Breakthrough therapies were no more likely to represent a novel mechanism of action as compared with non-breakthrough drugs (36% versus 39%, P=1.00). Serious adverse events occurred in 38% of patients treated with breakthrough drugs and 36% of those treated with non-breakthrough drugs (P=0.93), and mortality unrelated to disease progressions in clinical trials was 6% with breakthrough drugs and 4% with non-breakthrough drugs (P=0.99).
“Although some therapies demonstrated clinically meaningful benefits, to date there is little evidence that breakthrough-designated cancer medicines offer substantially improved efficacy or safety or are more likely to act via a novel mechanism of action, as compared with non-breakthrough-designated drugs,” Kesselheim and coauthors concluded.
The second analysis focused on new indications for FDA-approved drugs used to treat solid tumors. The primary objective was to determine whether approval without supporting evidence from a RCT was associated with modifications to indications, dosing, or toxicity after FDA approval, as reported by Eitan Amir, MD, PhD, of Princess Margaret Hospital and the University of Toronto.
The review encompassed January 2006 through December 2016 and involved 59 drugs and 109 indications for solid tumors, as identified from the FDA website. Of 109 indications granted, 17 (15.6%) were not supported by a RCT. The authors’ analysis showed that indications without RCT support were more likely to:
- Require a companion diagnostic test (OR 3.90, P=0.02
- Have surrogate endpoints as primary outcomes (OR 7.88, P<0.001)
- Have breakthrough designation (OR 7.62, P=0.006) or accelerated approval (OR 17.67, P<0.001)
- Have post-approval major modifications of warnings and precautions (88% versus 62%, OR 4.61, P=0.05
Post-approval major modifications in indication, usage, dosing, administration, boxed warnings, and contraindications occurred in similar proportions of indications with and without RCT support.
“Cancer drugs approved by the FDA without supporting RCTs were associated with more postmarketing safety-related label modifications relating to adverse events,” Amir and coauthors concluded. “Healthcare professionals should be aware of this and should practice increased vigilance when using such drugs in the early post-approval setting.”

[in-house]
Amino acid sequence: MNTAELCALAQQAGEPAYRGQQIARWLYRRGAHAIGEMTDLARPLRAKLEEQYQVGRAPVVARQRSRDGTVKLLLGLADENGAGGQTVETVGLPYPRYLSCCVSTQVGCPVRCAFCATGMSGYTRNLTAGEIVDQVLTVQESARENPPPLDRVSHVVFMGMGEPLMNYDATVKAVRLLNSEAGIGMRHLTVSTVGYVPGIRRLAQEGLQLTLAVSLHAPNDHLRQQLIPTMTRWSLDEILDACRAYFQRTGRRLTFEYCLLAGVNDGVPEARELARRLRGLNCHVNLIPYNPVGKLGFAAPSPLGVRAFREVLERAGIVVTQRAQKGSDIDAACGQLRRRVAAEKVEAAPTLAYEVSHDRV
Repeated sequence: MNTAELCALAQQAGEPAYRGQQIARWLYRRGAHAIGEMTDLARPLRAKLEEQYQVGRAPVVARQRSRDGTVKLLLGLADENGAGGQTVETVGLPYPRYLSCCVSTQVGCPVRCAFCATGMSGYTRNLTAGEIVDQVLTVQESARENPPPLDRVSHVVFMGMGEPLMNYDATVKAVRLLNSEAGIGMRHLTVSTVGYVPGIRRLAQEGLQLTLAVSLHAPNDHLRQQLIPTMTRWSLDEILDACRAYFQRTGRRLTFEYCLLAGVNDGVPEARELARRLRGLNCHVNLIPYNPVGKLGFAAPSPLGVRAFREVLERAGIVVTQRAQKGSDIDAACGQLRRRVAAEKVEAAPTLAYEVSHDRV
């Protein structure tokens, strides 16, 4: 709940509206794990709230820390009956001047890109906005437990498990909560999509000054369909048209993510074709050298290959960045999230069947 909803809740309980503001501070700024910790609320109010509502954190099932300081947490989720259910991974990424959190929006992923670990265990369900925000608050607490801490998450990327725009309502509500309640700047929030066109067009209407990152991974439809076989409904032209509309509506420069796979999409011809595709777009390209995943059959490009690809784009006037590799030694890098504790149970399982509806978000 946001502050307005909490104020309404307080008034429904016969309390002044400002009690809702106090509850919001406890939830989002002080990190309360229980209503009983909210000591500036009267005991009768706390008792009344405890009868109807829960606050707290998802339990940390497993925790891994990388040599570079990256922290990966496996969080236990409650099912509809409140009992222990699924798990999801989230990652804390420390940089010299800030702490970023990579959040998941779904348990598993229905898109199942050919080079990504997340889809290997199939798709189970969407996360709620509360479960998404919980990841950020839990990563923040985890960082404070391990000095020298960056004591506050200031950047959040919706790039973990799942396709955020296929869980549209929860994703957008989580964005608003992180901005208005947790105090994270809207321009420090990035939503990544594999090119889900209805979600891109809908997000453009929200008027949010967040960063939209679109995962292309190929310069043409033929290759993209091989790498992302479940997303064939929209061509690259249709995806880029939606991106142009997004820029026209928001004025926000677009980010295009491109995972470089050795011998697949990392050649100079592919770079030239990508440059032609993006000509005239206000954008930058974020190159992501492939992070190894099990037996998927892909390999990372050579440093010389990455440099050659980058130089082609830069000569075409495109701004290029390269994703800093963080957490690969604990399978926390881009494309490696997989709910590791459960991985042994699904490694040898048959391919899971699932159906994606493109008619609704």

Hwang disclosed a relationship with Bain Capital. One or more co-authors disclosed relationships with Aetion, Chordata, Merck, PCORI, Vida Health, Roche, WntRx, and AstraZeneca.
Shepshelovich reported having no relevant disclosures with industry. Coauthor Eitan Amir disclosed a relationships with Apobiologix.
Kuderer disclosed relationships with Generex Biotechnology, Janssen, Coherus Biosciences, Halozyme, G1 Therapeutics. Myriad Genetics, Mylan, Celldex, and Amgen. Lyman disclosed relationships with Generex Biotechnology, Halozyme, G1 Therapeutics, Coherus Biosciences, and Amgen.
Journal of Clinical Oncology
Source Reference: Hwang TJ, et al “Efficacy, safety, and regulatory approval of Food and Drug Admnistration-designated breakthrough and nonbreakthrough cancer medicines” J Clin Oncol 2018; 36:1805-1812.
Journal of Clinical Oncology
Source Reference: Shepshelovich D, et al “Postmarketing modifications of drug labels for cancer drugs approved by the US Food and Drug Administration between 2006 and 2016 with and without supporting randomized controlled trials” J Clin Oncol 2018; 36:1798-1804.
Journal of Clinical Oncology
Source Reference: Kuderer NM, Lyman GH “Evolving landscape of US Food and Drug Administration drug approval in te era of precision oncology: Finding the right balance between access and safety” J Clin Oncol 2018; 36:1773-1776.
Originally published on medpagetoday.com